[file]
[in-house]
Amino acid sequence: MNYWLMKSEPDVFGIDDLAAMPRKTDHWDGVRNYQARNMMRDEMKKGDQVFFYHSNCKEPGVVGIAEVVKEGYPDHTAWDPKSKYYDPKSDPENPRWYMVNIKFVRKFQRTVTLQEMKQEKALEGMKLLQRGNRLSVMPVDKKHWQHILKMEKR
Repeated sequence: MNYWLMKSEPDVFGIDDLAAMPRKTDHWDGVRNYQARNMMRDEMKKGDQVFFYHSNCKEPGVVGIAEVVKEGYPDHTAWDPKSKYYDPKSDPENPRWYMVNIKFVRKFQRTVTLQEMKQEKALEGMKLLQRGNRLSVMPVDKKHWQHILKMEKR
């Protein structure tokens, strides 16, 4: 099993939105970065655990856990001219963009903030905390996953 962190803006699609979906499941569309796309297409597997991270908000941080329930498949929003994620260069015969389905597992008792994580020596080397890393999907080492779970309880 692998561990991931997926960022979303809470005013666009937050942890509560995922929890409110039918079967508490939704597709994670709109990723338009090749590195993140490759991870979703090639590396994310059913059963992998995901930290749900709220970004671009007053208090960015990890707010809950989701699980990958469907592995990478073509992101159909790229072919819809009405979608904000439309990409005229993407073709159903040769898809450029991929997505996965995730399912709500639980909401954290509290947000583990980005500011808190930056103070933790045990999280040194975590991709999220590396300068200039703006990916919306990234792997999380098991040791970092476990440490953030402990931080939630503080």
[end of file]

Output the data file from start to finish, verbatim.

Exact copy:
[in-house]
Amino acid sequence: MNYWLMKSEPDVFGIDDLAAMPRKTDHWDGVRNYQARNMMRDEMKKGDQVFFYHSNCKEPGVVGIAEVVKEGYPDHTAWDPKSKYYDPKSDPENPRWYMVNIKFVRKFQRTVTLQEMKQEKALEGMKLLQRGNRLSVMPVDKKHWQHILKMEKR
Repeated sequence: MNYWLMKSEPDVFGIDDLAAMPRKTDHWDGVRNYQARNMMRDEMKKGDQVFFYHSNCKEPGVVGIAEVVKEGYPDHTAWDPKSKYYDPKSDPENPRWYMVNIKFVRKFQRTVTLQEMKQEKALEGMKLLQRGNRLSVMPVDKKHWQHILKMEKR
């Protein structure tokens, strides 16, 4: 099993939105970065655990856990001219963009903030905390996953 962190803006699609979906499941569309796309297409597997991270908000941080329930498949929003994620260069015969389905597992008792994580020596080397890393999907080492779970309880 692998561990991931997926960022979303809470005013666009937050942890509560995922929890409110039918079967508490939704597709994670709109990723338009090749590195993140490759991870979703090639590396994310059913059963992998995901930290749900709220970004671009007053208090960015990890707010809950989701699980990958469907592995990478073509992101159909790229072919819809009405979608904000439309990409005229993407073709159903040769898809450029991929997505996965995730399912709500639980909401954290509290947000583990980005500011808190930056103070933790045990999280040194975590991709999220590396300068200039703006990916919306990234792997999380098991040791970092476990440490953030402990931080939630503080």